Is it any good?

This movie manages to pull off the almost impressive trick of not containing even one single original idea in its played-out premise. Essentially, Rev is a trite mishmash of various fast-driving action movies of the last 20 years, and if you can't guess the movies, don't worry, because the characters are happy to oblige by directly name-checking them. The women are basically sex objects, and they try to add depth to the lead female character by giving her the ability to drift a sports car on a racetrack. There are "authoritative and world-wise" voice-overs from the lead character about the ins and outs of stealing luxury automobiles. The bad guys are almost likable, until they do something psychotic that reminds you that they're bad guys.

While action movie characters aren't expected to have much depth, there's outright laziness in having the lead character, after expressing some remorse over sleeping with his boss's girlfriend and fretting over how he'll be murdered by his boss if he ever finds out, dismiss these worries with the cliché "That ass, though." Every character is nothing more than a type seen in so many other action movies, and every scene produces a strong sense of déjà vu in anyone who has ever seen certain action movies directed by Michael Bay or starring Vin Diesel. Even the most die-hard action movie fan is likely to sprain their optic nerves from all the eye-rolling.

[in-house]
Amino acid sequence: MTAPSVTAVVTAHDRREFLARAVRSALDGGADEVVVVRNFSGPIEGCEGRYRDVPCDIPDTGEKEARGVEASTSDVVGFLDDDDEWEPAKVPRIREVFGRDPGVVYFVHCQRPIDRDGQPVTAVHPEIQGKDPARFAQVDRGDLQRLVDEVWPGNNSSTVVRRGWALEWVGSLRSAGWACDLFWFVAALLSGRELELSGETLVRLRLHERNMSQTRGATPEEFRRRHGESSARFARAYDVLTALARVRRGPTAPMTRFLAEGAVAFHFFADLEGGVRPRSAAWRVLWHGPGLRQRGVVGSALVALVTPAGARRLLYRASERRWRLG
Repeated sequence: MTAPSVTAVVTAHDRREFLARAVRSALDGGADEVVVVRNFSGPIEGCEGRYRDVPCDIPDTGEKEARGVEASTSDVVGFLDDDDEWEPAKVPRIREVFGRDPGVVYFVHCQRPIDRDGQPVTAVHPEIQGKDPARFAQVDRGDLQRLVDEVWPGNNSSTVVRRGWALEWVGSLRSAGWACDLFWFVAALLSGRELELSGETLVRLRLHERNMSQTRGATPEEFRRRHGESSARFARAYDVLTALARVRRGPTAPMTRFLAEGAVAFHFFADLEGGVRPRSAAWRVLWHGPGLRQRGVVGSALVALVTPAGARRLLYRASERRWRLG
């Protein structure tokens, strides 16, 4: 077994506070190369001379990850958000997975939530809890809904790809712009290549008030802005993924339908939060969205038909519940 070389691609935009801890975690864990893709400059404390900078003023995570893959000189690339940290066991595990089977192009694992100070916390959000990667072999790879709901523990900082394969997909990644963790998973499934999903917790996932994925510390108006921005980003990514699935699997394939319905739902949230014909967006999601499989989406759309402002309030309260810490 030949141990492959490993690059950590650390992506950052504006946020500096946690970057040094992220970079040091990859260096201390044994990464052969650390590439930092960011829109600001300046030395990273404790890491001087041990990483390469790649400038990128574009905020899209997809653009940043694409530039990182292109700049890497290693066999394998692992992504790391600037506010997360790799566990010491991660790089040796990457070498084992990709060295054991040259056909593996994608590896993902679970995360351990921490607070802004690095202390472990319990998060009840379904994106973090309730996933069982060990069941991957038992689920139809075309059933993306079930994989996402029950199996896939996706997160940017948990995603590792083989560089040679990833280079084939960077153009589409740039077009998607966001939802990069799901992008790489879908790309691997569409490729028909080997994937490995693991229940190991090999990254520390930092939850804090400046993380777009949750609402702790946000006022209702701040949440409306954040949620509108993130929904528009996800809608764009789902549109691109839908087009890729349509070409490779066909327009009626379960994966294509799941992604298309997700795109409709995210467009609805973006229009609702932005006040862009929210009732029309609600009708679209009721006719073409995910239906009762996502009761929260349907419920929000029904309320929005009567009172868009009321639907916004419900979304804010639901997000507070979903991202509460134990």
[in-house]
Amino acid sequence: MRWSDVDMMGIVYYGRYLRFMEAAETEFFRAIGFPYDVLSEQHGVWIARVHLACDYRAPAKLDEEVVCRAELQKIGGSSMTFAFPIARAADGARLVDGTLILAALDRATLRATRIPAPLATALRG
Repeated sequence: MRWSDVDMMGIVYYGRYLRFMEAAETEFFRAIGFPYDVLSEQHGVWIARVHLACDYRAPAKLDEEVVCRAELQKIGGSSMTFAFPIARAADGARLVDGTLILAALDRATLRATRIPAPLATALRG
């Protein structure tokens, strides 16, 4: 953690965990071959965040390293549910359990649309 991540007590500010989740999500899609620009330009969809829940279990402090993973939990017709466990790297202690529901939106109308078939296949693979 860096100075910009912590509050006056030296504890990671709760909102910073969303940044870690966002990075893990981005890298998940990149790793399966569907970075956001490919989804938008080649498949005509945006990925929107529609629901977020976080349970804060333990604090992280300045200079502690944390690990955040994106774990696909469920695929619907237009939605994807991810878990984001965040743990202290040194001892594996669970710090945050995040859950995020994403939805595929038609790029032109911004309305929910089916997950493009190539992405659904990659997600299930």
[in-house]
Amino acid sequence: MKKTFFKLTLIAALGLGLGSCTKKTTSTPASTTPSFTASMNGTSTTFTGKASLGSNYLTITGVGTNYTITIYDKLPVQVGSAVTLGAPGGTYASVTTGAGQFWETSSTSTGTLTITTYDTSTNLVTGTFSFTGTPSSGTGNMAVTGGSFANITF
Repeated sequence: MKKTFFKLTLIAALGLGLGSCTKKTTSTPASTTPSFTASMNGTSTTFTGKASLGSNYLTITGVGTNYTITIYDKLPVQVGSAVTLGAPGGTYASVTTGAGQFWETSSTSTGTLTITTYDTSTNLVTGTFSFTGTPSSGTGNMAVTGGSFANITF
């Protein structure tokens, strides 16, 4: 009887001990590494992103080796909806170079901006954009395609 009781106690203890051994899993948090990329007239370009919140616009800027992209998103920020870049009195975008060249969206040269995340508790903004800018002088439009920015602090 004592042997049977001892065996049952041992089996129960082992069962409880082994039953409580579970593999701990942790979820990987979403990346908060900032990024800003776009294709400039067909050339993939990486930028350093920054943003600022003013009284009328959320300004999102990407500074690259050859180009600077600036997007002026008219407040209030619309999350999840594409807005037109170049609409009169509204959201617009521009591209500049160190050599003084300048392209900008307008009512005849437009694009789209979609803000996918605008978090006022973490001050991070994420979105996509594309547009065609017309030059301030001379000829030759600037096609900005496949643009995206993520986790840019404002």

Talk to your kids about ...

  • Families can talk about clichés in movies. What are some of the clichés in Rev that are seen in so many other action movies centered on fast cars and crime?

  • How are women generally represented in this movie? 

  • Do you think the movie glamorizes car stealing? Do you think audiences can separate an antihero bragging of his exploits from reality?

Movie details

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For kids who love action

Themes & Topics